When added to usual care, an active strategy for diagnosing pulmonary embolism (PE) that involved D-dimer testing and computed tomography pulmonary angiogram (CTPA) did not reduce the rate of nonfatal symptomatic venous thromboembolism (VTE), readmission for chronic obstructive pulmonary disease (COPD), or death within 90 days compared with usual care alone in patients hospitalized for an acute exacerbation of COPD (AECOPD). These were among the findings of the SLICE trial (ClinicalTrials.gov Identifier: NCT02238639) recently published in JAMA.
The study included 746 patients (mean age, 70.4 years; 26% women) who were hospitalized for AECOPD across 18 hospitals in Spain. Patients were randomly assigned to undergo either usual care for AECOPD (n=367) or usual care plus an active strategy for diagnosing PE (n=370).
Standard, usual care typically consisted of supplemental oxygen, short-acting inhaled β2 agonists as well as short-acting anticholinergic agents, systemic corticosteroids, antibiotics, and pharmacological thromboprophylaxis. The active strategy included D-dimer testing within 12 hours of randomization followed by CTPA if D-dimer was positive.
Researchers compared the 2 diagnostic approaches in terms of changes in a composite endpoint comprising nonfatal symptomatic VTE, readmission for COPD, or death within 90 days following randomization. Secondary outcomes were nonfatal new or recurrent VTE, readmission for COPD, and death from any cause within 90 days.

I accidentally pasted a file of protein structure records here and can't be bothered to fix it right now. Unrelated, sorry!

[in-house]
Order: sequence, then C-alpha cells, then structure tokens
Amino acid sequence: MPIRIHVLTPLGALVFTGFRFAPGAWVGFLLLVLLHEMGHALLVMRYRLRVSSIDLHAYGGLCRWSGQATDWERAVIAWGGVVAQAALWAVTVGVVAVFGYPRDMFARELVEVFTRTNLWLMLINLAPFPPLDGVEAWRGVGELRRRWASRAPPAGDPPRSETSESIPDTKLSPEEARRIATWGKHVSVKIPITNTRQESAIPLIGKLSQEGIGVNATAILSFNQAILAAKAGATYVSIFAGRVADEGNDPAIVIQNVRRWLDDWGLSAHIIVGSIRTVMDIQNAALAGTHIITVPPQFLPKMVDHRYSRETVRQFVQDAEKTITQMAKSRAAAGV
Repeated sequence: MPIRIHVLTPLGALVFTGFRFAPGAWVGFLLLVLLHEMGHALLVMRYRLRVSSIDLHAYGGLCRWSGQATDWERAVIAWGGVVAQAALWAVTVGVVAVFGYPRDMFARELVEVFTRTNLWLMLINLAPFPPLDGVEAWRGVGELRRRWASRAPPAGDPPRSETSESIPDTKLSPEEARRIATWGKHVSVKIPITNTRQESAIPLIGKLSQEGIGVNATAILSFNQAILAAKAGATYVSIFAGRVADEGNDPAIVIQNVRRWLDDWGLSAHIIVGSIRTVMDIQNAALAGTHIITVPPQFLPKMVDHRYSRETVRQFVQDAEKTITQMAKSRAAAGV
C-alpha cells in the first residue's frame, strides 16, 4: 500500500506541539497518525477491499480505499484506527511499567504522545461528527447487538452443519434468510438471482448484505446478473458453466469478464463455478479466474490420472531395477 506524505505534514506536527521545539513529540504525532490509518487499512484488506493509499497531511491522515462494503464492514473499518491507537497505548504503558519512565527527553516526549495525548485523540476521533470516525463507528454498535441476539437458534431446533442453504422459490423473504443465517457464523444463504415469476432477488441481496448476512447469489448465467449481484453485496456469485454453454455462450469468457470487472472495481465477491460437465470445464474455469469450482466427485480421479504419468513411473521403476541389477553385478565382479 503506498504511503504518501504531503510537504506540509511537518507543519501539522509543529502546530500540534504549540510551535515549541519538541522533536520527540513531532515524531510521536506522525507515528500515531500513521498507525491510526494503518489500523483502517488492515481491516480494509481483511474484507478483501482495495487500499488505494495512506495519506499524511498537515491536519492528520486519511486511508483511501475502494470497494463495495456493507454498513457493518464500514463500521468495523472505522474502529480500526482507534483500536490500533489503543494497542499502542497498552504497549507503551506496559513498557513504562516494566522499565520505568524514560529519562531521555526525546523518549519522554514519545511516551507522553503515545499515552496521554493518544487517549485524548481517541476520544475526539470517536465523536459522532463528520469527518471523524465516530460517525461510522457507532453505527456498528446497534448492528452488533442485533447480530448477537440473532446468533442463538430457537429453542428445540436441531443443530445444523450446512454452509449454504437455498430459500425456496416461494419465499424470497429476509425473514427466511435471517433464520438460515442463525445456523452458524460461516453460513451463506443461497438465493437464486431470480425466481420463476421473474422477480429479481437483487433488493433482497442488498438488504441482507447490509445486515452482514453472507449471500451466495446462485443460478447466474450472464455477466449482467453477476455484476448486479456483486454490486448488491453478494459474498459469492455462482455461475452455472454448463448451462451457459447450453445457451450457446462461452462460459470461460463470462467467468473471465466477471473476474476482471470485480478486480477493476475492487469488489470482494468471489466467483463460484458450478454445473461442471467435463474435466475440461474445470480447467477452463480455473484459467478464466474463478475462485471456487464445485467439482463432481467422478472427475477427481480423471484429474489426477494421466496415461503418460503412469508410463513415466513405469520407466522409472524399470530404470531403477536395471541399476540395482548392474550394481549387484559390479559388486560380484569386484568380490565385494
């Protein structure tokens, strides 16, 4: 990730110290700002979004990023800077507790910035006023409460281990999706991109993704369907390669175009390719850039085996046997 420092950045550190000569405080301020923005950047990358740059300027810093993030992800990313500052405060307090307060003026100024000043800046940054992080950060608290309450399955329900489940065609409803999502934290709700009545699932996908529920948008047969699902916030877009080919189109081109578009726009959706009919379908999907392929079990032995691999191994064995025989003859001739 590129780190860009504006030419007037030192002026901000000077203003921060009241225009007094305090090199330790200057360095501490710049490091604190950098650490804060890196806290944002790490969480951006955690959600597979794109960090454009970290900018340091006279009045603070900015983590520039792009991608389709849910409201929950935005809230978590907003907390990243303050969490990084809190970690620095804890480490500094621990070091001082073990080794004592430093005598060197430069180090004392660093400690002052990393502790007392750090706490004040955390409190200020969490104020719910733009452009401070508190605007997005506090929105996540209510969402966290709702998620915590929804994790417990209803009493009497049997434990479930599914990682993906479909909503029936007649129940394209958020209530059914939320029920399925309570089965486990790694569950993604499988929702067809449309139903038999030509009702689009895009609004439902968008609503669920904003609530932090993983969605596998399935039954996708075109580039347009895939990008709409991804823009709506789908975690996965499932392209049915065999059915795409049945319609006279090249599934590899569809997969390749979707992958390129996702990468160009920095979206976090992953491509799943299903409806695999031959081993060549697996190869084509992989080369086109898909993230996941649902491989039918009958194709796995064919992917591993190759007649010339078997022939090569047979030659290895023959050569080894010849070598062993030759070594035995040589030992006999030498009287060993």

No significant difference was found between the usual care (the control group) and usual care plus the active PE diagnosing strategy group (the intervention group) at 90 days with respect to the primary outcome (29.2% vs 29.7%, respectively; absolute risk difference, 0.5%; 95% CI, −6.2%to 7.3%; relative risk, 1.02; 95% CI, 0.82-1.28; P =.86).
Likewise, significant differences were not found in secondary outcomes. Nonfatal new or recurrent VTE was not significantly different in the 2 groups (0.5% vs 2.5%); readmission rates for COPD by day 90 in the intervention vs control groups were 25.4% vs 22.9%, respectively; and rates of mortality for any cause in the intervention vs. control group were 6.2% vs. 7.9%, respectively.
The investigators concluded that “the addition of an active strategy for the diagnosis of PE to usual care, compared with usual care alone, did not significantly improve a composite health outcome.” However, investigators also noted that given the study’s open-label design, there was a possibility of diagnostic suspicion bias “in which clinicians more often suspect a new (or recurrent) VTE event if the patient has not undergone a CTPA.” They further added that “the study may not have had adequate power to assess individual components of the composite outcome.”
Disclosure: Multiple authors declared affiliations with the pharmaceutical industry. Please refer to the original article for a full list of disclosures.
Jiménez D, Agustí A, Tabernero E, et al. Effect of a pulmonary embolism diagnostic strategy on clinical outcomes in patients hospitalized for COPD exacerbation: A randomized clinical trial. JAMA. 2021;326(13):1277-1285. doi:10.1001/jama.2021.14846